From: "S. Legg" <sil21@xxxxxxxxxxxxxxxx>
Date: 09 Jan 2006 09:27:30 +0000
This is a fascinating, if relatively under-developed, aspect of Foucault
studies. The translation/difference of colonial rule is much open to debate
and sensitive to context and period. Not only that, but the type of power
relation one is examining usually dictates different forms of translation.
For instance, sovereign power in colonial contexts differed between the
extreme violence and racial objectification of Africa, and the ceremonial
and more democratised/less undemocratic colonialisms of settler colonies.
Similarly, the difference of colonial discipline and government cannot be
assumed to be the same (ie more extreme/violent versions) due to the
financial restrictions placed on governing the spaces of colonialism. As
such, the difference of colonial rule must be taken beyond Chatterjee's
assertion of the centrality of "race" and into the intricate and lived
reality of rule.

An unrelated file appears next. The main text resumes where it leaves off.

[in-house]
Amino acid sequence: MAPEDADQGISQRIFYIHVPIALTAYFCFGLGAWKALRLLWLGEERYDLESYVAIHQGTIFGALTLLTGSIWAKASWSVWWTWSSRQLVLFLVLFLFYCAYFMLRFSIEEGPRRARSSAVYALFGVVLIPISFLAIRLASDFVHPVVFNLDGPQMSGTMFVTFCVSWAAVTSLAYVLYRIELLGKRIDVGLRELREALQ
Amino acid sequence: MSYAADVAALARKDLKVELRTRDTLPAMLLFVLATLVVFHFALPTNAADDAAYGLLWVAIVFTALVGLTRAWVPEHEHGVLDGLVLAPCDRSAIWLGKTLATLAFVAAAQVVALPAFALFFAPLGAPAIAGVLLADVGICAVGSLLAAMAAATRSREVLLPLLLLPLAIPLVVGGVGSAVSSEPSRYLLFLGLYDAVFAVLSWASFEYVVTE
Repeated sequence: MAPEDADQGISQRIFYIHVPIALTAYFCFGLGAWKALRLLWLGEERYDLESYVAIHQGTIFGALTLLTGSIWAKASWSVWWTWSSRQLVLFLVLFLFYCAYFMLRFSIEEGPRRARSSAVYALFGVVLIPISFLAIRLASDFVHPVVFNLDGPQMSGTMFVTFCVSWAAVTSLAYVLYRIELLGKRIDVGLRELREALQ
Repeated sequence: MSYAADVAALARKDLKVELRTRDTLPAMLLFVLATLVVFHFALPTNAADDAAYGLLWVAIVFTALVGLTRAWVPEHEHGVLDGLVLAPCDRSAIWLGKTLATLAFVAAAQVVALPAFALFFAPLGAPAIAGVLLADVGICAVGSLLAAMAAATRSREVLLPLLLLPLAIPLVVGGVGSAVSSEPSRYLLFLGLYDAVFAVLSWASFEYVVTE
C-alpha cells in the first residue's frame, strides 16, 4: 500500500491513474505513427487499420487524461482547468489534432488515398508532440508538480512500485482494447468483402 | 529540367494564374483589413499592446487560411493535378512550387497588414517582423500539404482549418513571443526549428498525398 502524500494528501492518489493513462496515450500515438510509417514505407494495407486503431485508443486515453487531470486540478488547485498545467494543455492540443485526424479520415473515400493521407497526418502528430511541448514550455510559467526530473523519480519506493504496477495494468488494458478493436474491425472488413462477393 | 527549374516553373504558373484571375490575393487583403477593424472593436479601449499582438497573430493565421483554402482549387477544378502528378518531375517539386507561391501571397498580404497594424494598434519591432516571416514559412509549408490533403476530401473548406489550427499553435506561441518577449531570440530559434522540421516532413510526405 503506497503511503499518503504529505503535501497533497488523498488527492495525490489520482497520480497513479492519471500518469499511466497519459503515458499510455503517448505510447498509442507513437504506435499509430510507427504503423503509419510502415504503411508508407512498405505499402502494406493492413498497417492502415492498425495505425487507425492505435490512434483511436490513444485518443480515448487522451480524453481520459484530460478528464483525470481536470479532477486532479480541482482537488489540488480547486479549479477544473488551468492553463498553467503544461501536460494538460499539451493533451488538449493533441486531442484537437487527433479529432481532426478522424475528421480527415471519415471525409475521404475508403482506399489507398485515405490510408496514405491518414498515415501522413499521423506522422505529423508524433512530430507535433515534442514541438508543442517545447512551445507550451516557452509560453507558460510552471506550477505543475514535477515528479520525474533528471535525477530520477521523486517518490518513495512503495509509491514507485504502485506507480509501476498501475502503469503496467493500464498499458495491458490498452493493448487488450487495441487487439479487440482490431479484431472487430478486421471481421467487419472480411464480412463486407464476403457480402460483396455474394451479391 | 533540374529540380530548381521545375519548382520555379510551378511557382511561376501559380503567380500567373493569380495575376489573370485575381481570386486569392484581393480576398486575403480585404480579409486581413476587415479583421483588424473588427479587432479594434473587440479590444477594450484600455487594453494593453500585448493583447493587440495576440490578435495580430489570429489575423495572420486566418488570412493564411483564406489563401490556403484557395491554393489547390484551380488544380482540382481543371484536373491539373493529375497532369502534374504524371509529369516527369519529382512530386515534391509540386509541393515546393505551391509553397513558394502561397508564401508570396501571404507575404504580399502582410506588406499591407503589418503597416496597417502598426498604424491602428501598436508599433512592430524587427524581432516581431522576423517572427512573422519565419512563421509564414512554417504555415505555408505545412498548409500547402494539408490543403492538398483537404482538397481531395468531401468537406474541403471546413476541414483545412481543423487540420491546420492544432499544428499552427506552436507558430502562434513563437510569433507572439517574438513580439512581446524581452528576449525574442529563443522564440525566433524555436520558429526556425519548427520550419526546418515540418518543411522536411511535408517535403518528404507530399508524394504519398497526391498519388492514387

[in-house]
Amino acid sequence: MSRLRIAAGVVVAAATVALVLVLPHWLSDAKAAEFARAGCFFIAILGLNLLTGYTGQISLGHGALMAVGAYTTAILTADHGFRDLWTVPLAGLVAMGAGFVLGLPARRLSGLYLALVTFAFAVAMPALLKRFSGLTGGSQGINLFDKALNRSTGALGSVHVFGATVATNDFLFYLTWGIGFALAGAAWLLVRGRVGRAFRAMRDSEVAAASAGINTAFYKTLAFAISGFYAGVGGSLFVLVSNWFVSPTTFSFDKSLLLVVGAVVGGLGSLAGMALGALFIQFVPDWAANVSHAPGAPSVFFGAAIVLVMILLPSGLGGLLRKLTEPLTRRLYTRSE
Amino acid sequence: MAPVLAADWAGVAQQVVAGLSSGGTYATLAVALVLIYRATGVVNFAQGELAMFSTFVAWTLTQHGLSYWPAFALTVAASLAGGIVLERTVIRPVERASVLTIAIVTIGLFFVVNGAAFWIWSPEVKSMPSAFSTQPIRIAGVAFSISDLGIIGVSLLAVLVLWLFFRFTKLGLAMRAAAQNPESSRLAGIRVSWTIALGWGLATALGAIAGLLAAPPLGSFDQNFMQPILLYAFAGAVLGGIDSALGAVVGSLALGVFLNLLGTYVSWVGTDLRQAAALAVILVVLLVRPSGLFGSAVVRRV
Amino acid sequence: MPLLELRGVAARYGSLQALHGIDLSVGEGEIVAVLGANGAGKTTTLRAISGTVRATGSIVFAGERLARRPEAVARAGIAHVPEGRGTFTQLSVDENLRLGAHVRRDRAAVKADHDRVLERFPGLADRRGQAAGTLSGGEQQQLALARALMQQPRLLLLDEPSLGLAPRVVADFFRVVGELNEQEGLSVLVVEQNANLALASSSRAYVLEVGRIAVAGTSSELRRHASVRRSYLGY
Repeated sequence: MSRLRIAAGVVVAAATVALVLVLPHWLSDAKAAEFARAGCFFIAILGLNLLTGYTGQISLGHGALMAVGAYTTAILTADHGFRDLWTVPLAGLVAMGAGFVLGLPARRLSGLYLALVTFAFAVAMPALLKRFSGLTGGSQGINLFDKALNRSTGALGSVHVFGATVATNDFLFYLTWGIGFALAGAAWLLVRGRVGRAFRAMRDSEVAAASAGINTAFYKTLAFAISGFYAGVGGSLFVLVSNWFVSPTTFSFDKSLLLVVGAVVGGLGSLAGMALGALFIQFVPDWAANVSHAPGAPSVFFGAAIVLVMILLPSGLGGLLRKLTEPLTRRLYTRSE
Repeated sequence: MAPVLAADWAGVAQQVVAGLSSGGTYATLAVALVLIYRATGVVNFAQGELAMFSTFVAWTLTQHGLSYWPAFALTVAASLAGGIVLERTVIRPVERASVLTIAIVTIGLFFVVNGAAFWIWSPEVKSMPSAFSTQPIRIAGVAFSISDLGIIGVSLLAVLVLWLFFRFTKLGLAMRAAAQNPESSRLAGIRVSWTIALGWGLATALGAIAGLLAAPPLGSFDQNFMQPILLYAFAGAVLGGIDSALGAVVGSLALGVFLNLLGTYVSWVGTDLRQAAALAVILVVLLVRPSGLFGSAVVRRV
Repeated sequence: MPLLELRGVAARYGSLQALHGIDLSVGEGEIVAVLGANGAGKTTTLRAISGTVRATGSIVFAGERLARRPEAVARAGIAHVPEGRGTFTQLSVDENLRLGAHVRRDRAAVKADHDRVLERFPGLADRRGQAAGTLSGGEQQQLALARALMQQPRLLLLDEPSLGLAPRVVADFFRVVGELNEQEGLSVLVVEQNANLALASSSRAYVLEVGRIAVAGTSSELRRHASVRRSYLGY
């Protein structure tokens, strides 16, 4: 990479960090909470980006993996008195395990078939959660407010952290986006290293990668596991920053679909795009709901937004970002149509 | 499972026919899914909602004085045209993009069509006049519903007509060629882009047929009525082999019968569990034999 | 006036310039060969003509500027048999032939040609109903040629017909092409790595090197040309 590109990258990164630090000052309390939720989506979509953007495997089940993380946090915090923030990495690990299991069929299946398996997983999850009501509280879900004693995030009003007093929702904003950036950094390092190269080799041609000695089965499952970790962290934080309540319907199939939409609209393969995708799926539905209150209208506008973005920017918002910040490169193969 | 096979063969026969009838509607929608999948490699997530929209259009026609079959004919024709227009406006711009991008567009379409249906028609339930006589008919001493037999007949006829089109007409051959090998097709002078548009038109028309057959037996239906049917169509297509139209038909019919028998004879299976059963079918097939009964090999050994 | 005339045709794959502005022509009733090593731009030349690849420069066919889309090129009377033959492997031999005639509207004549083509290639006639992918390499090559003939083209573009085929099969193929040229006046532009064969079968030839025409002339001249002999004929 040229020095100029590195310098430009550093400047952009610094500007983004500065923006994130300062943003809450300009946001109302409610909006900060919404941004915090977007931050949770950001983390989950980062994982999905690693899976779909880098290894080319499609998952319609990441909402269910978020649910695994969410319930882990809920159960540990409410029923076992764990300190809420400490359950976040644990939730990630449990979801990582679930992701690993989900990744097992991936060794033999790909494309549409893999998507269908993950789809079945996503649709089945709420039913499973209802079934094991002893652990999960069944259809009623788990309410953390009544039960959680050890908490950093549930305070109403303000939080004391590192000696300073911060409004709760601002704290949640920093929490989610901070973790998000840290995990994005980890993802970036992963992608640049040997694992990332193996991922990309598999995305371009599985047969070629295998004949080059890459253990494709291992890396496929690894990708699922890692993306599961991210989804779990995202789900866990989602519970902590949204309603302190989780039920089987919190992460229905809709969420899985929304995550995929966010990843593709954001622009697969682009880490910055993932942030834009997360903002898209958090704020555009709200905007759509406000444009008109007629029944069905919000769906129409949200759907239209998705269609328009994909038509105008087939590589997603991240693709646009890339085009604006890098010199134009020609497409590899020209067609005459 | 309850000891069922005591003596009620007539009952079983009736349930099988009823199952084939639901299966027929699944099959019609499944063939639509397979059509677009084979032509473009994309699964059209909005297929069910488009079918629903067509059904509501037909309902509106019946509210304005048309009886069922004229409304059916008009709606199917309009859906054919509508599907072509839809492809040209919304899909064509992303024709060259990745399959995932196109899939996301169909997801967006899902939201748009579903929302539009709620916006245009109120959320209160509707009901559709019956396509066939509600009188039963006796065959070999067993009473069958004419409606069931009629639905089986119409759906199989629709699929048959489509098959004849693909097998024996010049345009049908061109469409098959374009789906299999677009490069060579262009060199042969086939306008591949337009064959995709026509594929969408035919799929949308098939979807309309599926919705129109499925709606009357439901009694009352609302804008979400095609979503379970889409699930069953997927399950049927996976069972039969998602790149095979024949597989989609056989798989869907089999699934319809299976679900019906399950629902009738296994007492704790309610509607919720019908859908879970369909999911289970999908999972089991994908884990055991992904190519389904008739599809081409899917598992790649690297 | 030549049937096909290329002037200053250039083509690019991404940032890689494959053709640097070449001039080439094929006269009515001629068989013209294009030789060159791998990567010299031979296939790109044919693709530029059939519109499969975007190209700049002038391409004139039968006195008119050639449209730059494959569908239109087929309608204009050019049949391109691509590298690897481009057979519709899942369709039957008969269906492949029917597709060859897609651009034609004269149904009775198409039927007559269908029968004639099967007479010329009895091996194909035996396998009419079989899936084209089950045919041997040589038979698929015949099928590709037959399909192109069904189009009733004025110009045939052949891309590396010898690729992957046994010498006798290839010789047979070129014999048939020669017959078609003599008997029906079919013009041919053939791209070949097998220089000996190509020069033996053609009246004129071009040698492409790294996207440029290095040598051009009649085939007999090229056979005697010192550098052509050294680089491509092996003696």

I have a chapter on "Foucault and postcolonialism" and journal article on
"colonial governmentality" as explored in Delhi forthcoming if you'd like
me to pass them on.
Dr Stephen Legg
Department of Geography
University of Cambridge
On Jan 7 2006, nadeem omar wrote:
My interest in Foucault has sparked by archival research into the
disciplinary discourses of the colonial state in India, esp. Punjab. One
can see a full scale deployment of human sciences in the construction of
colonial subject. But question remains, to what extend the forms of
subjectification and the project of knowlege production diverge. With
Foucault never entering a direct analysis of colonialism, how one is to
understand the specificity of colonial domination in the non-western world?
Nadeem Omar Tarar
Department of Communication and Cultural Studies
National College of Arts
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